Publication-only abstracts (abstract number preceded by an "e"), published in conjunction with the 2019 ASCO Annual Meeting but not presented at the Meeting, can be found online only.
The role of low dose aspirin, vitamin D, or metformin in EGFR, ALK, and ROS positive non-small cell lung cancer: A single institution retrospective analysis.
Metastatic Non-Small Cell Lung Cancer
Lung Cancer—Non-Small Cell Metastatic
2019 ASCO Annual Meeting
J Clin Oncol 37, 2019 (suppl; abstr e20656)
Author(s): Carolina Bernabe Ramirez, Sandhya Sharma, Jose G Sanchez-Escobar, Kevin M. Sullivan, Nagashree Seetharamu; Northwell Health, New York, NY; Northwell Health Monter Cancer Center, Lake Success, NY; Monter Cancer Center at Northwell Health, New York, NY; Hofstra Northwell School of Medicine, Lake Success, NY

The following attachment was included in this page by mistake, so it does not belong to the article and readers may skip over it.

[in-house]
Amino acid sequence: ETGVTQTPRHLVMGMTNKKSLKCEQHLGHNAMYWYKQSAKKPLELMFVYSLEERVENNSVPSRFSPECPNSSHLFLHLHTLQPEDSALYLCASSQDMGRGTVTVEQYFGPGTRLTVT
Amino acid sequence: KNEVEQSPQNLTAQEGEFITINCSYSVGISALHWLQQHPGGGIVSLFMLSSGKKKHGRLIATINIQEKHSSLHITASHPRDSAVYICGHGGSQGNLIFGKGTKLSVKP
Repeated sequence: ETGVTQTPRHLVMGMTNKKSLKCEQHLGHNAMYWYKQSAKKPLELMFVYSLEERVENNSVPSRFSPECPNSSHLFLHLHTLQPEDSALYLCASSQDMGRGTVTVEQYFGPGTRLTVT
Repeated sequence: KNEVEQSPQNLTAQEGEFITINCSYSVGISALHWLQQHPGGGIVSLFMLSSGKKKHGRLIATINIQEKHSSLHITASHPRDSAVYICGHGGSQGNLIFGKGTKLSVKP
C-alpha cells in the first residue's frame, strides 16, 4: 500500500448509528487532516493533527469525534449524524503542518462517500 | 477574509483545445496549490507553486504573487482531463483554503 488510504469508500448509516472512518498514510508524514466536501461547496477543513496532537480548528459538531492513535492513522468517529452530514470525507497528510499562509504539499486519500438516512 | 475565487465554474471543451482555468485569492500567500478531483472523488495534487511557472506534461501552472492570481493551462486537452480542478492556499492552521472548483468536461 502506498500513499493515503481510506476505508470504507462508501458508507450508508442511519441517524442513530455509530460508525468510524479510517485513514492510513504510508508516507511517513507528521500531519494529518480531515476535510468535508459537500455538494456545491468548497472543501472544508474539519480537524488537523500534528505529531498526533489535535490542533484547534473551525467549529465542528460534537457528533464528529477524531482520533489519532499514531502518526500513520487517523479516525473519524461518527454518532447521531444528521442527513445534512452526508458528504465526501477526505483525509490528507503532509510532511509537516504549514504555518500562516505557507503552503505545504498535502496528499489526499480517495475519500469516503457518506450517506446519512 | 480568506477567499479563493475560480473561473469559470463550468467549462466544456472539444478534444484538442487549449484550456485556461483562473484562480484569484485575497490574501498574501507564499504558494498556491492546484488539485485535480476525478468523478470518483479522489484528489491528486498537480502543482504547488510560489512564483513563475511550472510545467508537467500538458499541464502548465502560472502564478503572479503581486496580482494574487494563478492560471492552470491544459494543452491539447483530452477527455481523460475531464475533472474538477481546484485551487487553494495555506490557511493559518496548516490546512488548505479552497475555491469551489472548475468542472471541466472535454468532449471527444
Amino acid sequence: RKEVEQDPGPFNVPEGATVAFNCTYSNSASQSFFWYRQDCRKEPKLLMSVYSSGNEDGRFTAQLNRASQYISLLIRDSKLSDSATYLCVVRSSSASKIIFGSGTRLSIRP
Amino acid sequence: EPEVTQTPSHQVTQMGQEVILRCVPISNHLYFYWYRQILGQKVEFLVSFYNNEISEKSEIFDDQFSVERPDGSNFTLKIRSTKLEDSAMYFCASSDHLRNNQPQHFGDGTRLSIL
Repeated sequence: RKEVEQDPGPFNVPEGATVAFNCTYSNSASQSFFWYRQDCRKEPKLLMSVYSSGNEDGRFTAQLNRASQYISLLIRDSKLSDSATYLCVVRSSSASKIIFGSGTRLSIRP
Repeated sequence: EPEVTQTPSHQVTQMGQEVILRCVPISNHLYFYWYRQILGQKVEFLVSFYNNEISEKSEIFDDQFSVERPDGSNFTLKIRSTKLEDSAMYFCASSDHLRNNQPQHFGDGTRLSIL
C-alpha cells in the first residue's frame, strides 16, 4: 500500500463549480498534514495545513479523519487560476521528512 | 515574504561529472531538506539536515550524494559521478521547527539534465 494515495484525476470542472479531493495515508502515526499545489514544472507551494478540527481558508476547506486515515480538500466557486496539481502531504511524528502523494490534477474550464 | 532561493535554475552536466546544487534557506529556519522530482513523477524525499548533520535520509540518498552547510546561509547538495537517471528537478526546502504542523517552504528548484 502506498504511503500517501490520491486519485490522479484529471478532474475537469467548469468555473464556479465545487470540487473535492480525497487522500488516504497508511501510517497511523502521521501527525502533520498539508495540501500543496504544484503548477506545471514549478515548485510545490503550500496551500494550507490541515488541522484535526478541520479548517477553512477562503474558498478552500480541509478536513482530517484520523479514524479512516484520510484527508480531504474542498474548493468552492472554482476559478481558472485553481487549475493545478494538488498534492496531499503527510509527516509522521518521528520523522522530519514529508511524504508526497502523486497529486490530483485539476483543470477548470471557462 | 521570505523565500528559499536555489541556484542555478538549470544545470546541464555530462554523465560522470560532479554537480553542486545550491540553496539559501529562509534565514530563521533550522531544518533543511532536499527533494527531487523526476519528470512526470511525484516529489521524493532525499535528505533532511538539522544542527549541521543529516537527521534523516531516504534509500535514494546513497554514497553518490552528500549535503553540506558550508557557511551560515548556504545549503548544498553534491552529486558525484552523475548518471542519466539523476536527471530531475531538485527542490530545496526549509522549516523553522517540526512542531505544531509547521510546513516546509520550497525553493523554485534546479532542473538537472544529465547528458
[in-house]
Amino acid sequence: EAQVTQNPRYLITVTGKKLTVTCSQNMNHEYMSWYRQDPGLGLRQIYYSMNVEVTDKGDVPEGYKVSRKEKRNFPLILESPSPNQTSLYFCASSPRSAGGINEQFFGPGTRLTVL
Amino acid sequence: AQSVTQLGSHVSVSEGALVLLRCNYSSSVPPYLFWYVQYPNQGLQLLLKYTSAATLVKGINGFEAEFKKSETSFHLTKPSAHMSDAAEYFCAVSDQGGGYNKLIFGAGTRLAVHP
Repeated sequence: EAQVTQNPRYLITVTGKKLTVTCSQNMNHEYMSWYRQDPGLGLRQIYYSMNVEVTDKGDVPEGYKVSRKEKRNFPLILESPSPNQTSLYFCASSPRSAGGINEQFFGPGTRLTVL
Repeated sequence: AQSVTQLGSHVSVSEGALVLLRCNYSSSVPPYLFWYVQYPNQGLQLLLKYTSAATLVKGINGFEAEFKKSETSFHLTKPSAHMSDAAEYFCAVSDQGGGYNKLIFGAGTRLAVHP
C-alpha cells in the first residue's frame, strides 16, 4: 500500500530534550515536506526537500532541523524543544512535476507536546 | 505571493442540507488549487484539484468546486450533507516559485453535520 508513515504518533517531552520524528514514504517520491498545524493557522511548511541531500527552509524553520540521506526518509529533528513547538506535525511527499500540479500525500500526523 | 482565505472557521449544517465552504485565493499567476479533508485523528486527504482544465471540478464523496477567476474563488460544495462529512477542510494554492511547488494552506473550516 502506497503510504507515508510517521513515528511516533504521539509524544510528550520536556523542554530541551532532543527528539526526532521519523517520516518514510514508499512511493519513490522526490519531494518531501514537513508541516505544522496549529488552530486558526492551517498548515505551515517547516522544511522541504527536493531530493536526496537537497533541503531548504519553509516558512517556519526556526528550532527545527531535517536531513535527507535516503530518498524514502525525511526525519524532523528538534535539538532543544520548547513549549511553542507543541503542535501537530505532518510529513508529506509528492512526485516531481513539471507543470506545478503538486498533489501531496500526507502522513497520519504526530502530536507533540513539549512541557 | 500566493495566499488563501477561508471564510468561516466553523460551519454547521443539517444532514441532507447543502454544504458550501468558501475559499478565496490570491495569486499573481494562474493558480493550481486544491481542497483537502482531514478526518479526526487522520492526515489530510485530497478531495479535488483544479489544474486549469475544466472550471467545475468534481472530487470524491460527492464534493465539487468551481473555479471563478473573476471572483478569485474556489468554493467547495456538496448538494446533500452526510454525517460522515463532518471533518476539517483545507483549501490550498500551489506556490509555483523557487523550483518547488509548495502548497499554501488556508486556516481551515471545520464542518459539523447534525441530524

Background: Tyrosine kinase inhibitor (TKI) is the backbone therapy for EGFR, ALK and ROS positive (pos) non-small cell lung cancer (NSCLC). Metformin has shown to sensitize EGFR resistant lung cancer cells in vitro through IL-6/STAT pathways. COX-2 overexpression triggers activation of a transcription factor that binds to EGFR that activates MAPK signaling pathway. Vitamin D receptor (VDR) has shown to directly inhibit EGFR transcriptional activity. Some studies have shown that adding metformin, aspirin and vitamin D (MAD) to chemotherapy may improve progression free survival (PFS) and overall survival (OS) in lung cancer. However, data supporting use of MAD is unknown in EGFR, ALK and ROS pos NSCLC. Methods: Patients (pts) with EGFR, ALK, ROS pos NSCLC treated with first line TKI from January 2014 to June 2017 were included. Information on concurrent use of MAD was obtained. Patients were dichotomized based on use of these individual supportive medications. Two sample t-test was used to compare mean PFS and chi-square test to compare proportions of disease control rate (DCR) at 3 months between groups. Results: 74 patients were included. Vitamin D supplementation (n = 38, 51.3%) prolonged PFS by 16 m vs 11 m (p = 0.04; 95%CI 0.23 to 9.34). For those on aspirin (n = 23, 35%), mean PFS was 16m vs 12.5 m (p = 0.72; 95% CI -5.58to 3.88). Mean PFS for pts on metformin (n = 8, 10%) was 14 months (m) vs 13.5 m for those who were not (p = 0.93, 95% CI -7.27 to 7.87). DCR for metformin use was 26.5% vs 89% (p = 0.0001); for aspirin was 50% vs 65% (p = 0.17) and for vitamin D 48.6% vs 43.7% (p = 0.69). Conclusions: To our knowledge, no data has been published regarding use of MAD in NSCLC with driver mutations. In our study, concurrent use of vitamin D with TKI prolonged PFS in these pts. However, this effect was not seen with metformin or aspirin. Our study was limited by retrospective design, possible under-reporting of medication use by patients and small patient population. Further prospective studies using these medications is important to evaluate the synergistic benefit with the approved targeted therapy.